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Next you’ll want to “Select Trace Area” (the top option on the trace menu).  This allows you to draw a grey shaded box around the portion of your image you want to trace.  If you want to trace the whole thing, you don’t have to be especially careful.

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Parts of the image will turn yellow.  This will be the part that is traced.  Mess around with the sliders until everything you want traced is yellow.  On a blocky black and white image, I have the best luck with clicking the “Low Pass Filter” box and unclicking the “High Pass Filter”.

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Click “Trace” up near the top, and you’re done!

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You can then move and delete the original image and resize/modify your trace as necessary.

Easy, right?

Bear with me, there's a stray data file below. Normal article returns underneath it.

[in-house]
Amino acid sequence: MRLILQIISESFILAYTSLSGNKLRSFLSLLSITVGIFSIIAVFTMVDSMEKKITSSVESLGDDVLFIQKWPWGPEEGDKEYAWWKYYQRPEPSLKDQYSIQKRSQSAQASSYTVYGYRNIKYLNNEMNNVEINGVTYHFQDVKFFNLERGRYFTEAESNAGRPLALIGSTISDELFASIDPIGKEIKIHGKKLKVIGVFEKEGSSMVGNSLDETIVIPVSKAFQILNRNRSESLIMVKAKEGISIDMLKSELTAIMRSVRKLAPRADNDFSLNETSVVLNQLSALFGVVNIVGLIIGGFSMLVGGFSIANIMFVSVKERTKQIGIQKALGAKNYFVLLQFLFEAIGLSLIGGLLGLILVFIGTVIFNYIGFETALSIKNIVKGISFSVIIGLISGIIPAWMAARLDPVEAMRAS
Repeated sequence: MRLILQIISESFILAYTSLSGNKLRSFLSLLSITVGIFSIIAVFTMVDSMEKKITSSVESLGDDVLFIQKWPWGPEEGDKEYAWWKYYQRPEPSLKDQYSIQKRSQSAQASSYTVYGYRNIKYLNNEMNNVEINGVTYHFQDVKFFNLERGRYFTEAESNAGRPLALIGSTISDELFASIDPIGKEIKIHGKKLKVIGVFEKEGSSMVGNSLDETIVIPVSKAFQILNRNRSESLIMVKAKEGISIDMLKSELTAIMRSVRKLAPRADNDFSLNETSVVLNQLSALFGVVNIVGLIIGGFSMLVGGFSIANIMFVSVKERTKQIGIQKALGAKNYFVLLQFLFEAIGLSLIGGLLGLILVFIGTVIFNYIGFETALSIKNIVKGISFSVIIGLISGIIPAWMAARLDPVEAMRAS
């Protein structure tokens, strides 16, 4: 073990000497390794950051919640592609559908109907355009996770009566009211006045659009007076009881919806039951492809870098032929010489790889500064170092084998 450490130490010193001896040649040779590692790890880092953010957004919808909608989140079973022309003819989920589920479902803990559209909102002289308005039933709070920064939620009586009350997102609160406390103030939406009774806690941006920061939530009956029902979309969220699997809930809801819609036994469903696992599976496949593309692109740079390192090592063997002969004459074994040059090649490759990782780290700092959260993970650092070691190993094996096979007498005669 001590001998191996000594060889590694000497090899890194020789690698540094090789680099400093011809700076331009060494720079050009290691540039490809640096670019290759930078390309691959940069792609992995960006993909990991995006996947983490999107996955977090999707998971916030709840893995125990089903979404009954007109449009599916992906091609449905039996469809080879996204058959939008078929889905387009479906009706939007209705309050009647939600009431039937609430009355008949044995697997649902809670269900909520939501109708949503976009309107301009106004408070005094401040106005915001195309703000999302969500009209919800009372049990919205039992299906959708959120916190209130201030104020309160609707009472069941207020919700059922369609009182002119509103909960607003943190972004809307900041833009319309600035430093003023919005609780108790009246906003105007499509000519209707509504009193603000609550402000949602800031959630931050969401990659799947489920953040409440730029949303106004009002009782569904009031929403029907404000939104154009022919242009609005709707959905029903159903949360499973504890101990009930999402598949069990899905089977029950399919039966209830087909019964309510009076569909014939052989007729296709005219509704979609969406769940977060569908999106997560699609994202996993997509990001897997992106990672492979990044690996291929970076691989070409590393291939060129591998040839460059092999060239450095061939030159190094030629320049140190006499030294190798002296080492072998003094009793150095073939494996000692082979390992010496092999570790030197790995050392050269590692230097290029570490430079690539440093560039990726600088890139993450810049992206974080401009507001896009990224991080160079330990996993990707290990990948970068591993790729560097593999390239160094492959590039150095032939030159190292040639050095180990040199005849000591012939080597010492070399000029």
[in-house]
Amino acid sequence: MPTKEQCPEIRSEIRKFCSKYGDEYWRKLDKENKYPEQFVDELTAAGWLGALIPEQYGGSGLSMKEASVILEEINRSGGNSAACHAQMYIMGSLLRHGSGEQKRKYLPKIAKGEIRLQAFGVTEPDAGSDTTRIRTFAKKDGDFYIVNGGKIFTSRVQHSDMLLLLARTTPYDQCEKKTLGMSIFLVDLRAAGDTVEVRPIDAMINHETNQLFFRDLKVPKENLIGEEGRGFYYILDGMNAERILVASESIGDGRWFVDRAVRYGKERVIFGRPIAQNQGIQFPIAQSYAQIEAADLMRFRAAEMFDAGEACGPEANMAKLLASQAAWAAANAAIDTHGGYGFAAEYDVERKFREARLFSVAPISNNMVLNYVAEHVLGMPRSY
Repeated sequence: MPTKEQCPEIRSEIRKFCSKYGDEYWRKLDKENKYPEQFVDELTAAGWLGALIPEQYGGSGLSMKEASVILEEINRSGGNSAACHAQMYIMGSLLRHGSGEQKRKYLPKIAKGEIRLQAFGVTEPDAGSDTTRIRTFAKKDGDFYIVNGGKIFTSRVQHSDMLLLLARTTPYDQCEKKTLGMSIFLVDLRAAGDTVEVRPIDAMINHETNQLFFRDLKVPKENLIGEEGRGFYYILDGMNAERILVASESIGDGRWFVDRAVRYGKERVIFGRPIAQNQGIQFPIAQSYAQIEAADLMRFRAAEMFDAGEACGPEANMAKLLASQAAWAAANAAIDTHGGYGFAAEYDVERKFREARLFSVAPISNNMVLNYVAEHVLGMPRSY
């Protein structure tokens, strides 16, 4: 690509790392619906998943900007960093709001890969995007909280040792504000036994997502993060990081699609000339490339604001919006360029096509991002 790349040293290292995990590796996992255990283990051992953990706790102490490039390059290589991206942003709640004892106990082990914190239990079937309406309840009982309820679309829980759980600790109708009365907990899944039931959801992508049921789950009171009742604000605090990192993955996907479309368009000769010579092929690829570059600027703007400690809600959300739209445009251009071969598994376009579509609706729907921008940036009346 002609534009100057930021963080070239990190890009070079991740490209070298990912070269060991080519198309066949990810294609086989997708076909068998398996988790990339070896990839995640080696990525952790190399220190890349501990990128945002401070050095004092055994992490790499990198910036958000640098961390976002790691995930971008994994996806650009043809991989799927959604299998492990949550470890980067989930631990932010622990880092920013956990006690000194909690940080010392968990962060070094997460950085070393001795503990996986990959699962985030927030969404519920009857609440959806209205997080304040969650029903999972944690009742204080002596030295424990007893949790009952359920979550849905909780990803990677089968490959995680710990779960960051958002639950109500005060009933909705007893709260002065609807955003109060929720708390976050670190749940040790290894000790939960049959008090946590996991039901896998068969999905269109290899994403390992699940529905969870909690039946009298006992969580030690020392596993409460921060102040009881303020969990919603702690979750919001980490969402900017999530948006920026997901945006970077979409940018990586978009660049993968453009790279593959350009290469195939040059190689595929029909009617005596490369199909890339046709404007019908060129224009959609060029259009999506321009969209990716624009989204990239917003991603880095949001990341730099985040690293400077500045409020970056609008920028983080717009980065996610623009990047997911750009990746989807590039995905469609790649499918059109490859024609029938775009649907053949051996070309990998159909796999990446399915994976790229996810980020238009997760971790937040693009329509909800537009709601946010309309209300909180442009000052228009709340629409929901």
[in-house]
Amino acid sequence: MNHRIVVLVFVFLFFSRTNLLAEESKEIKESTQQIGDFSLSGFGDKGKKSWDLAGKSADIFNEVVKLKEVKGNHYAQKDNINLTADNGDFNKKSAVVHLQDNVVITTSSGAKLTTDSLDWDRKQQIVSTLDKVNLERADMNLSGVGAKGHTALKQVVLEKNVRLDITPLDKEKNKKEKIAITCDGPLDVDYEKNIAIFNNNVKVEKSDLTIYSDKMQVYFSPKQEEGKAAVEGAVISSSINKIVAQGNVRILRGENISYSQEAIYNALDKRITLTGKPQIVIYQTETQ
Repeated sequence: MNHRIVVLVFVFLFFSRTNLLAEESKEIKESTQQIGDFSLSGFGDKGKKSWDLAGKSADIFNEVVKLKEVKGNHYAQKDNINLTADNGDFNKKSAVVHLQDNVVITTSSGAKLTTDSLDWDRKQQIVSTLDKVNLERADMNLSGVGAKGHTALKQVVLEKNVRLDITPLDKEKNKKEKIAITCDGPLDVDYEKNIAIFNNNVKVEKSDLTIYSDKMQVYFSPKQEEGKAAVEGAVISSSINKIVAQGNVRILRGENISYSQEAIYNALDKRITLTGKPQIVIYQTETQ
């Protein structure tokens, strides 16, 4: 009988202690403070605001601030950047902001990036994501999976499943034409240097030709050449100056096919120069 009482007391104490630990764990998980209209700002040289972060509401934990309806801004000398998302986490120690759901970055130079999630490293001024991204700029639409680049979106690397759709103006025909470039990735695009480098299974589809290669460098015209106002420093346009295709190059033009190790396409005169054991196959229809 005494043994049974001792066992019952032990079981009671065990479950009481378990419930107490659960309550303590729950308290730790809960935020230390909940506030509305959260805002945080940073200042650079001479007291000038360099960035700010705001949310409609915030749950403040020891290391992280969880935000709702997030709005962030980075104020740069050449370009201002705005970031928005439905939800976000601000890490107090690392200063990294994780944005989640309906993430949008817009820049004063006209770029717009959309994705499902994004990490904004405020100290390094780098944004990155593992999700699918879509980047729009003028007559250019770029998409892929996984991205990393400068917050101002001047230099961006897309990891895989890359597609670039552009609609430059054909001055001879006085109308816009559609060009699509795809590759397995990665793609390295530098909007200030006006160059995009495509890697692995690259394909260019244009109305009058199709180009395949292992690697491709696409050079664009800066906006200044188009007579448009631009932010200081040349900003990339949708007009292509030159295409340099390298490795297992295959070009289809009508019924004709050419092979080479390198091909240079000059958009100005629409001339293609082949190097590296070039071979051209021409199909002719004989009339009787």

Glitter Glasses

(If you’re looking for the CAMEO giveaway, it’s one post down)

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I posted these and the general how-to on Facebook, but I know that a lot of you don’t Facebook and you can’t pin stuff from there, so I’m posting it here as well.

You’ll need:

Painter’s tape
Craft Knife
Primer
Glitter Blast
Glitter Blast Clear Sealer
Glasses

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Now, I wouldn’t recommend doing this to a pair of $250 glasses or whatever, but we get most of Macy’s glasses from Zenni Optical (seriously…11 pairs in assorted colors for less than ONE pair of boring brown at the eye doctor) and I would DEFINITELY recommend doing it to an inexpensive pair from there. Open-mouthed smile

Tape off the lenses with painters tape.  Get a really good tight seal and trim the edges carefully with the craft knife.  Do the inside and the outside.

The trick with all of this is to go slowly and allow plenty of drying time.

Give the glasses a coat of primer.  I tried one pair (dollar store reading glasses to make sure my technique was good) without and the glitter didn’t stick as well.